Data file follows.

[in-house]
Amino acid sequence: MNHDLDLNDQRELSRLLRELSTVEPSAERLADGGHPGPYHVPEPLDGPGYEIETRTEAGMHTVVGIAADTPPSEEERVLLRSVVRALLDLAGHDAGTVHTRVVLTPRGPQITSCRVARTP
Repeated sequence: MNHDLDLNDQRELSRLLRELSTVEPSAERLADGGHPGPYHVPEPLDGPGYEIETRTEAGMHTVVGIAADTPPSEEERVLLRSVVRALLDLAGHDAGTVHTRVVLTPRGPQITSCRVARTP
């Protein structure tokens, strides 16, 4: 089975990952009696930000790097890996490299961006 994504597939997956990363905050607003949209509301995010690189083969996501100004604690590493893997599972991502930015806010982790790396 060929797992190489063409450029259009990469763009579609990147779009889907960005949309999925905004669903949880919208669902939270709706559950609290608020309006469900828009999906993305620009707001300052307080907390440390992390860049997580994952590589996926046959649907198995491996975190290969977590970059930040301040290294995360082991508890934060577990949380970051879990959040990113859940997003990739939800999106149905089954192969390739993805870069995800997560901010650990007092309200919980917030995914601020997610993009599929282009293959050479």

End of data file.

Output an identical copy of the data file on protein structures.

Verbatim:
[in-house]
Amino acid sequence: MNHDLDLNDQRELSRLLRELSTVEPSAERLADGGHPGPYHVPEPLDGPGYEIETRTEAGMHTVVGIAADTPPSEEERVLLRSVVRALLDLAGHDAGTVHTRVVLTPRGPQITSCRVARTP
Repeated sequence: MNHDLDLNDQRELSRLLRELSTVEPSAERLADGGHPGPYHVPEPLDGPGYEIETRTEAGMHTVVGIAADTPPSEEERVLLRSVVRALLDLAGHDAGTVHTRVVLTPRGPQITSCRVARTP
């Protein structure tokens, strides 16, 4: 089975990952009696930000790097890996490299961006 994504597939997956990363905050607003949209509301995010690189083969996501100004604690590493893997599972991502930015806010982790790396 060929797992190489063409450029259009990469763009579609990147779009889907960005949309999925905004669903949880919208669902939270709706559950609290608020309006469900828009999906993305620009707001300052307080907390440390992390860049997580994952590589996926046959649907198995491996975190290969977590970059930040301040290294995360082991508890934060577990949380970051879990959040990113859940997003990739939800999106149905089954192969390739993805870069995800997560901010650990007092309200919980917030995914601020997610993009599929282009293959050479």